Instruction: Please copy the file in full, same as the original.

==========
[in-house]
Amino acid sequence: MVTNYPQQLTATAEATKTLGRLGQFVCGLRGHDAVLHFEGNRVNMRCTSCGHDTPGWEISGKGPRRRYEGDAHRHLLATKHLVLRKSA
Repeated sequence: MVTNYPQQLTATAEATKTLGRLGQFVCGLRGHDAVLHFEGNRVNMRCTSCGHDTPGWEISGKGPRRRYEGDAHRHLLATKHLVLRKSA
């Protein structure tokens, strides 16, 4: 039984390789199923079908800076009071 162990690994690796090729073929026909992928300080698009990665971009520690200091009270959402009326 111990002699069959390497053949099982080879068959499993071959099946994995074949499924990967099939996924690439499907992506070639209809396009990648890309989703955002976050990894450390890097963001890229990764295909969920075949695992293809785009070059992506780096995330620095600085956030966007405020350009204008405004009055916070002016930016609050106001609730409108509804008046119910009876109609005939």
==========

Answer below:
[in-house]
Amino acid sequence: MVTNYPQQLTATAEATKTLGRLGQFVCGLRGHDAVLHFEGNRVNMRCTSCGHDTPGWEISGKGPRRRYEGDAHRHLLATKHLVLRKSA
Repeated sequence: MVTNYPQQLTATAEATKTLGRLGQFVCGLRGHDAVLHFEGNRVNMRCTSCGHDTPGWEISGKGPRRRYEGDAHRHLLATKHLVLRKSA
């Protein structure tokens, strides 16, 4: 039984390789199923079908800076009071 162990690994690796090729073929026909992928300080698009990665971009520690200091009270959402009326 111990002699069959390497053949099982080879068959499993071959099946994995074949499924990967099939996924690439499907992506070639209809396009990648890309989703955002976050990894450390890097963001890229990764295909969920075949695992293809785009070059992506780096995330620095600085956030966007405020350009204008405004009055916070002016930016609050106001609730409108509804008046119910009876109609005939």